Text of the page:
Wednesday, March 14, 2012

Such a chore

There was evidently some study, coming out of UCLA, that shows that American middle-class kids are brats, while their Samoan equivalents are not as bratty. Without knowing a thing about Samoa, we might assume that this is correct. French and Chinese kids are better-behaved. Why would any other non-U.S. locale whose child-rearing practices are profiled in the WSJ be different? Slate and the NYT parenting blog are also on the case. At the latter, KJ Dell'Antonia asks if kids need more chores. What do you think the commenters will respond?

We of course hear from those who were expected to do all the chores growing up, and who are, we can assume, amazing people, or who expected this of their kids, all of whom are currently happily married and immensely professionally successful.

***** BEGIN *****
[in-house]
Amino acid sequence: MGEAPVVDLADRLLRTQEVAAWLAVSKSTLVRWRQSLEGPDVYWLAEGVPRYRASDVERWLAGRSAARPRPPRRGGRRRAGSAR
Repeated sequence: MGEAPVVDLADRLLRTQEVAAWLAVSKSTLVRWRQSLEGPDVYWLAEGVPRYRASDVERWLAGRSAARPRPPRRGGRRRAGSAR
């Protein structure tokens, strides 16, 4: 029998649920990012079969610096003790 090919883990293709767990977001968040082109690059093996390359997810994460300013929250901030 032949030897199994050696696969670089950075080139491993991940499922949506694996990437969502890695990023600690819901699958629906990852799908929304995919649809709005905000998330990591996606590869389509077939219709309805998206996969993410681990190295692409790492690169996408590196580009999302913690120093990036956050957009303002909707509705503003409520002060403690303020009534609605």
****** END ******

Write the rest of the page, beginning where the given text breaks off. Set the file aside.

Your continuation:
My own gratuitously contrarian thoughts on the matter, which I see overlap with some of the comments:

-It would seem that a child raised without having to do chores would grow up to think chores are something parents do, not that he, the child-as-adult, will always have people waiting on him. I do plenty of chores now that I was never asked to do, never thought to do, as a kid, and never expect that someone will, say, swoop in and buy me my groceries. (But if so, I'll email you the weekly list.)

-The difference is when you bring gender into the mix - if mom does all the chores, and dad none, even if none of the kids do chores, the boys will grow up thinking chores are for the wife, etc.

-On the other hand, if one parent stays at home, whichever parent that is, it becomes more difficult to justify chores as something that everyone has to pitch in with after school or work. If one parent gets home at seven, wiped out, and doesn't have to do anything, why should Junior, who already had school and soccer practice and three hours of homework, have to do the vacuuming?